Diffuse low-grade glioma (DLGG) is a growing pre-cancerous tumor, often diagnosed in patients with no or only mild deficit. Maximal and early surgical resection is currently the first therapeutic option, in order to delay the malignant transformation and thus increase the overall survival. Preserving the quality of life (QoL) is nonetheless another priority. Here, our purpose is to weight the value of the extent of resection versus the neurological worsening that could be voluntarily generated by a radical resection; that is, to study the "onco-functional balance" at the individual level. To this end, we will examine DLGG involving the supplementary motor area and DLGG involving visual pathways. We will consider the benefit-risk ratio of different strategies of resection, according to the brain structures actually invaded and their plastic potential. The aim is to increase both the quantity of life and the time with a normal QoL, on the basis of strong interactions between the tumor course, brain reorganization and multistage surgical approach adapted to each patient over time. To this end, beyond the conceptual and technical issues, the most important point remains the honest and unique relationship between the surgical oncologist and the patient, based on clear and complete information about the behavior of DLGG versus the expected medical and social consequences of a resection over years. In other words, in the era of "evidence-based medicine", it is crucial to not forget "individual-based medicine" by offering tailored resections adapted to each patient. © 2013 Springer-Verlag Wien.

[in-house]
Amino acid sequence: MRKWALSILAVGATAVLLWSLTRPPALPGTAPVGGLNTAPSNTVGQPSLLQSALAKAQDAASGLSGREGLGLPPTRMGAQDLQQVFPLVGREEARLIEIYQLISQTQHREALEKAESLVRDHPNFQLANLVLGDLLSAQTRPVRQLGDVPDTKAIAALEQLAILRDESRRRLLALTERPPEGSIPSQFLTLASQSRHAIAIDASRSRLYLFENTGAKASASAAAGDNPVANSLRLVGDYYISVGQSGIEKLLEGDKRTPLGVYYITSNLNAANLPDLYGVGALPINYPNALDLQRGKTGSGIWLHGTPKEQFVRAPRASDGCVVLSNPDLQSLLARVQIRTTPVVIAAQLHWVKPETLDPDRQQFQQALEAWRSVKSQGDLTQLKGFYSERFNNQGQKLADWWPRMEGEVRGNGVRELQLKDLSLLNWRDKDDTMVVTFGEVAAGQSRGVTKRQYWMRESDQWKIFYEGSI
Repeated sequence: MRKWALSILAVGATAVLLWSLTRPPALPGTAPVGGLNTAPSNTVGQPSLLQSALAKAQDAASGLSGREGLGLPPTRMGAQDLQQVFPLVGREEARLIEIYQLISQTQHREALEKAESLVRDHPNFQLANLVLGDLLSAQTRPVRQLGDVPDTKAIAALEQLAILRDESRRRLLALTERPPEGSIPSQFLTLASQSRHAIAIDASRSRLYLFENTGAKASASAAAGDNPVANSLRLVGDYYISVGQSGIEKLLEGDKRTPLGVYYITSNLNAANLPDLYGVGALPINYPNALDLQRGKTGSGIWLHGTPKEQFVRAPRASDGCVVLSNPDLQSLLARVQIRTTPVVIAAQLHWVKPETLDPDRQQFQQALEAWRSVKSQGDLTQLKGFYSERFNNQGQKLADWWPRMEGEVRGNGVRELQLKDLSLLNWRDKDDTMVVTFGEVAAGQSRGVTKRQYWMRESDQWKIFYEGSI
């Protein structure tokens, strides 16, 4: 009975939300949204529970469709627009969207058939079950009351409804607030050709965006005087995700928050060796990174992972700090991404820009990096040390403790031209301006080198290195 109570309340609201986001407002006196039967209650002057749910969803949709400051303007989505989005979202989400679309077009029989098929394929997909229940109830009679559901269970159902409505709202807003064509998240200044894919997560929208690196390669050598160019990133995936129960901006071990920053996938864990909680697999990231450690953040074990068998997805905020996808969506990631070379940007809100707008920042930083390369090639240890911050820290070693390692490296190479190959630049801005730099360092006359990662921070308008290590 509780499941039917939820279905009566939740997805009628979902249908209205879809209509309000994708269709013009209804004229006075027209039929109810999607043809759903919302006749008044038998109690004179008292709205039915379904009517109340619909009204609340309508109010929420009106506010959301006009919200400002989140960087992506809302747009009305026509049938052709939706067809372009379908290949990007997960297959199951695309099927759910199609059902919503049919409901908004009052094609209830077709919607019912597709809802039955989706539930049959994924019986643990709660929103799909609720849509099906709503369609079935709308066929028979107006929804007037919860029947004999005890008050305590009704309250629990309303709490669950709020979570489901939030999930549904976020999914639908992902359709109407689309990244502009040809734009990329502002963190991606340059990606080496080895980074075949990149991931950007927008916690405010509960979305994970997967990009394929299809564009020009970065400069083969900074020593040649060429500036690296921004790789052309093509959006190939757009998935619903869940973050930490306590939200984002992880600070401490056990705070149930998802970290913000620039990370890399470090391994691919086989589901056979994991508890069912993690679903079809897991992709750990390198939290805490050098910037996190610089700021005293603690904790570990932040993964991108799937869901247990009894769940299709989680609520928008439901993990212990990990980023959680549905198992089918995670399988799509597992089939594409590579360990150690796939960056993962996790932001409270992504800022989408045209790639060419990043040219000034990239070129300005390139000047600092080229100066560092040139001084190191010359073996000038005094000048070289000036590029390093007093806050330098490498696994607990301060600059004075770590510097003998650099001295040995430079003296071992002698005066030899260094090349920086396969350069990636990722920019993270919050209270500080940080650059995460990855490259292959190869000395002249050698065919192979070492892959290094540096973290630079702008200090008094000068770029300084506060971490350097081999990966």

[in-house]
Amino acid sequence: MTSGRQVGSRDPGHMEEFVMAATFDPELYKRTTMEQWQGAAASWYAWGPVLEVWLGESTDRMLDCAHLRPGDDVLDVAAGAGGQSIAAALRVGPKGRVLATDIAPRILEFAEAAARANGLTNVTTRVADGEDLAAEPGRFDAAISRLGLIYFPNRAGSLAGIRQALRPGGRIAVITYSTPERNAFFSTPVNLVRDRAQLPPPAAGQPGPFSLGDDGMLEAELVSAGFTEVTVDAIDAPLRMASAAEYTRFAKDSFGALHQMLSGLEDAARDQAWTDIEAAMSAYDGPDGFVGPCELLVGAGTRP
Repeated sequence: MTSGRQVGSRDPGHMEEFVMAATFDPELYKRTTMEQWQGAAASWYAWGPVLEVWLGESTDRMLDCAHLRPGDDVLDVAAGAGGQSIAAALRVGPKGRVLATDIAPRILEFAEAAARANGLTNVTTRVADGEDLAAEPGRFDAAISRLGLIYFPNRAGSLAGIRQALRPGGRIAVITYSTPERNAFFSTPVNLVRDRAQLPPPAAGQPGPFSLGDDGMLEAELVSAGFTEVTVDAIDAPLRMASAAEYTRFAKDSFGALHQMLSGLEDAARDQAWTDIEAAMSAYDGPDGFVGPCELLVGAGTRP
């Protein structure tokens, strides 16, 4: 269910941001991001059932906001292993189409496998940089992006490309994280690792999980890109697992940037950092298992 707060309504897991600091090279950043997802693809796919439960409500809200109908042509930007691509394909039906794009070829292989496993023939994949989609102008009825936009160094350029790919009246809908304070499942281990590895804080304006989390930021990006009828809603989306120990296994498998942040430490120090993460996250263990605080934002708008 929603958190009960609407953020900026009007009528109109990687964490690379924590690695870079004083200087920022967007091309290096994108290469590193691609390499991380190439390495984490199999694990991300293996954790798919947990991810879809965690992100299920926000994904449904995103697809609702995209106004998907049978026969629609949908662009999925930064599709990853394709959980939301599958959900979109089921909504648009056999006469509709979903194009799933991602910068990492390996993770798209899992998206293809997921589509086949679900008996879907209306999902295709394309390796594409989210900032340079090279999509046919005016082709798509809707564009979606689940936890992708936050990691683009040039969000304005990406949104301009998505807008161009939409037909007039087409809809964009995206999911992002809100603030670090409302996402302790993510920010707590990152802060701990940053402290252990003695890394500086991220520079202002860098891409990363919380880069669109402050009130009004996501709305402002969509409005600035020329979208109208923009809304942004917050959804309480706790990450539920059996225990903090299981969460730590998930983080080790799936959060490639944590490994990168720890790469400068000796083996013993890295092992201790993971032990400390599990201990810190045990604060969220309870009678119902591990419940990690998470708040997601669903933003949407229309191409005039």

Duffau H.,Montpellier University |
Duffau H.,Montpellier University Hospital Center |
Moritz-Gasser S.,Montpellier University Hospital Center |
Moritz-Gasser S.,Montpellier University |
And 2 more authors.
Brain and Language | Year: 2014
From recent findings provided by brain stimulation mapping during picture naming, we re-examine the neural basis of language. We studied structural-functional relationships by correlating the types of language disturbances generated by stimulation in awake patients, mimicking a transient virtual lesion both at cortical and subcortical levels (white matter and deep grey nuclei), with the anatomical location of the stimulation probe. We propose a hodotopical (delocalized) and dynamic model of language processing, which challenges the traditional modular and serial view. According to this model, following the visual input, the language network is organized in parallel, segregated (even if interconnected) large-scale cortico-subcortical sub-networks underlying semantic, phonological and syntactic processing. Our model offers several advantages (i) it explains double dissociations during stimulation (comprehension versus naming disorders, semantic versus phonemic paraphasias, syntactic versus naming disturbances, plurimodal judgment versus naming disorders); (ii) it takes into account the cortical and subcortical anatomic constraints; (iii) it explains the possible recovery of aphasia following a lesion within the "classical" language areas; (iv) it establishes links with a model executive functions. © 2013 Elsevier Inc.